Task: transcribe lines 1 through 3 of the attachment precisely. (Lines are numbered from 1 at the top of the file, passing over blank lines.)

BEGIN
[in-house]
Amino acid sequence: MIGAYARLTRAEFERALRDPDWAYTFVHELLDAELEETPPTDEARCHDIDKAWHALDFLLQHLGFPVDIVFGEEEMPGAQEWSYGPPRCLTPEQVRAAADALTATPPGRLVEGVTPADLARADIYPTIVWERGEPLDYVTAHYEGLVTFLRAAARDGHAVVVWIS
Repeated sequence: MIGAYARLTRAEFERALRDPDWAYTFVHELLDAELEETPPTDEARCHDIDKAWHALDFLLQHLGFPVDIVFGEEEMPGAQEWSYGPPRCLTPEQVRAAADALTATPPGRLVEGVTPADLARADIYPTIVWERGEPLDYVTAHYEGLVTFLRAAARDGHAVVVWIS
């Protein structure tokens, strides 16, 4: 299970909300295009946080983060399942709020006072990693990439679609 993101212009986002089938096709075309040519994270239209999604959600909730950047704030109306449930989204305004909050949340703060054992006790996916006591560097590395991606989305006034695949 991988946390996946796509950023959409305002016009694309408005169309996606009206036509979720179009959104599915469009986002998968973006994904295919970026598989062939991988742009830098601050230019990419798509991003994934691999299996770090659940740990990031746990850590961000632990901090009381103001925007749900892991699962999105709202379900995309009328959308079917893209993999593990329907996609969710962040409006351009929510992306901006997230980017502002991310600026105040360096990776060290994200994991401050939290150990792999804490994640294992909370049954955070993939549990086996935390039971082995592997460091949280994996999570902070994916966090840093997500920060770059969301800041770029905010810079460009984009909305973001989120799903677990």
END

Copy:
[in-house]
Amino acid sequence: MIGAYARLTRAEFERALRDPDWAYTFVHELLDAELEETPPTDEARCHDIDKAWHALDFLLQHLGFPVDIVFGEEEMPGAQEWSYGPPRCLTPEQVRAAADALTATPPGRLVEGVTPADLARADIYPTIVWERGEPLDYVTAHYEGLVTFLRAAARDGHAVVVWIS
Repeated sequence: MIGAYARLTRAEFERALRDPDWAYTFVHELLDAELEETPPTDEARCHDIDKAWHALDFLLQHLGFPVDIVFGEEEMPGAQEWSYGPPRCLTPEQVRAAADALTATPPGRLVEGVTPADLARADIYPTIVWERGEPLDYVTAHYEGLVTFLRAAARDGHAVVVWIS